One engineer can make a difference
A reader wants to make sure others know who is responsible for the engineering that helps explain and solve water hammer. Another reader points out that engineers have been developing tools and technology that eliminates engineering jobs for a long time.
Much of the theory presented in a recent article (”Taming Water Hammer,” Feb. 14), I had first published in a series of conference and journal papers starting in 2001. When first published, I fought to get it accepted by the profession as some influential engineers disagreed at the time. Since then, I have presented the theory at numerous ASME Conferences and B31 Committee meetings and taught it to hundreds of engineers and operators. Now, the theory is well accepted by many, published in my recent ASME text, and it provides a technical basis for the new piping standard (ASME B31D, Design of piping systems for dynamic loads from fluid transients), which I am writing as a member of the ASME B31 Mechanical Design Committee.
It appears the article’s author also accepts my work. In other words, a theory I discovered over 10 years ago has become common knowledge. A primary goal of my research was to affect engineering design and analysis to reduce operating costs, improve safety, and prevent deaths at industrial facilities. Publication in Machine Design furthers that aim.
Robert A. Leishear
A full discussion of the development and status of piping response with respect to fluid transients is available in Robert Leishear’s new book, Fluid Mechanics, Water Hammer, Dynamic Stresses, and Piping Design, ASME Press, NY, NY, 2013.
Engineering eliminates engineers
I was quite astonished to read the recent commentary (“Will the 3D Printing Revolution Kill Engineering Jobs?” July 9). The industry has been distributing false information regarding the need for engineers for as long as I can remember. Your break with this tradition is radical and unique, especially coming from a member of the (evil) media.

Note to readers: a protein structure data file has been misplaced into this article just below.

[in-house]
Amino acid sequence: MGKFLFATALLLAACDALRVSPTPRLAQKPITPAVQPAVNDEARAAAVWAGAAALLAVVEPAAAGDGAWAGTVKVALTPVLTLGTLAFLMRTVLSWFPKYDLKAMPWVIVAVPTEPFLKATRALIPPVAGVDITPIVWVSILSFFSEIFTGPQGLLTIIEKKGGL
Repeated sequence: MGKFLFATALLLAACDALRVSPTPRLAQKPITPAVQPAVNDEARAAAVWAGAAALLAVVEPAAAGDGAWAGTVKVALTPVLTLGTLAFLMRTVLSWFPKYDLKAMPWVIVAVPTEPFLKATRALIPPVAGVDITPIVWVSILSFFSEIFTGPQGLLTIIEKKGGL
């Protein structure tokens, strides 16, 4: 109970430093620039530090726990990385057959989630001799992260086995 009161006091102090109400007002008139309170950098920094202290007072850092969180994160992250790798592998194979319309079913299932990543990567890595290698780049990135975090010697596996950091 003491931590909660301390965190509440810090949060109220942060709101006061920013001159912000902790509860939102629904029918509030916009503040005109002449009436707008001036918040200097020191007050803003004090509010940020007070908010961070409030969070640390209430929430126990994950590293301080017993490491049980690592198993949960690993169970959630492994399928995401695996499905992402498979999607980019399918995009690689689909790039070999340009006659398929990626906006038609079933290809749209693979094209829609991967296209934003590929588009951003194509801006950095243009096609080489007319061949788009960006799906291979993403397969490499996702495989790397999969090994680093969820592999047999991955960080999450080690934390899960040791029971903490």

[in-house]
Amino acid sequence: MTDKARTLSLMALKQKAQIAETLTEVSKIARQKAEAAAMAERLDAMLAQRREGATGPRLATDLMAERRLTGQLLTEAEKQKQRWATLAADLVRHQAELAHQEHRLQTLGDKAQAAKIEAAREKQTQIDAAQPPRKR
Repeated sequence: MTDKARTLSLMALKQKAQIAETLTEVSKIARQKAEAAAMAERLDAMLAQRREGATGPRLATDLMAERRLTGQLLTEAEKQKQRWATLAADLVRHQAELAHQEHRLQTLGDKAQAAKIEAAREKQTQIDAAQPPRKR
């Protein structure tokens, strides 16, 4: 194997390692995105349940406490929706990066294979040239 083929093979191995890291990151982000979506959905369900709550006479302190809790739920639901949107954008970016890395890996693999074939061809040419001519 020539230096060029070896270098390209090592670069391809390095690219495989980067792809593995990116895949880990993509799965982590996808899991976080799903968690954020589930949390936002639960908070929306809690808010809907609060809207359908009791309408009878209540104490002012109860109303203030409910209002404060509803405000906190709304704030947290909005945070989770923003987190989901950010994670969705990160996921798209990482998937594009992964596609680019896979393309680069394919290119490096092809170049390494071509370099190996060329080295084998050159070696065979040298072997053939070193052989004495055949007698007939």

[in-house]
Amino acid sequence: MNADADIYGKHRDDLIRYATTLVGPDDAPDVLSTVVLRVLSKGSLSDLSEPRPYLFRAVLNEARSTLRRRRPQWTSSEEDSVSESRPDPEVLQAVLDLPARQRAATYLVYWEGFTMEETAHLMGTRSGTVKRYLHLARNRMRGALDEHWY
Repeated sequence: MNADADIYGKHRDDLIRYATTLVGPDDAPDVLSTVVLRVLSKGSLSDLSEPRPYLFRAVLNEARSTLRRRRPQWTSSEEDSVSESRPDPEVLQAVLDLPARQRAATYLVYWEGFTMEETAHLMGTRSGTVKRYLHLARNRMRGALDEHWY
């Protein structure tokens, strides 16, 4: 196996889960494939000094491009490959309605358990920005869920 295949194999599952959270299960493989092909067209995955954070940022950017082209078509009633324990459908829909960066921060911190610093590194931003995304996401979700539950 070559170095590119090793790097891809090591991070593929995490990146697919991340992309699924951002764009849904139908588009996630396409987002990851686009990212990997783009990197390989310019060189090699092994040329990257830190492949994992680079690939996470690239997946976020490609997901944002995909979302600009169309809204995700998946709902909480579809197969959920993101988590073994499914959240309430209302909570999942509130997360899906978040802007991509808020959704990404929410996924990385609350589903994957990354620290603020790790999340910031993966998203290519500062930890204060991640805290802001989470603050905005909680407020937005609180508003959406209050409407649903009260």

As you must know, the role of the engineer is to minimize the resources needed for the necessities of life (“an engineer is a person who can do for a dollar what anyone can do for one hundred dollars”). “Resources” include engineers themselves.
One of my first engineering assignments (1966) was to automate the engineering process for designing hydraulic pump turbines. A 65-yr-old engineer who headed a small group of engineers walked me through the design process. The average time to complete this process was about six months. After working with him for two months, I wrote a program that completely automated his design process and could do the job in 15 minutes. The design department then went from about a dozen engineers to just one.
I contributed to eliminate engineering hours by helping companies develop numerically controlled machining machines, then CAM, and finally CAD.
My last assignment was to review the electronic-component-design process at Ford and reengineer it to eliminate half of the engineers needed. Working in a four-person team, we were able to eliminate 75% of the engineers who once were tasked with electronic-component design, and substantially reduce warranty losses.
So you see, your prediction of an ever-decreasing need for engineers does not depend on 3D printing and associated processes and automation. It is an inherent result of engineering itself.
The only thing I have seen reduce engineering head count is experience. The engineers that I see who have a broad range of experience across industries still have one up on specialists. I see this as unfortunate but consistent. Just because an individual can bypass all the detail of designing something does not mean they are unneeded. It just means that there will be a bunch of clueless people making a bunch of nice-looking unsafe junk.
Robert V. Anthony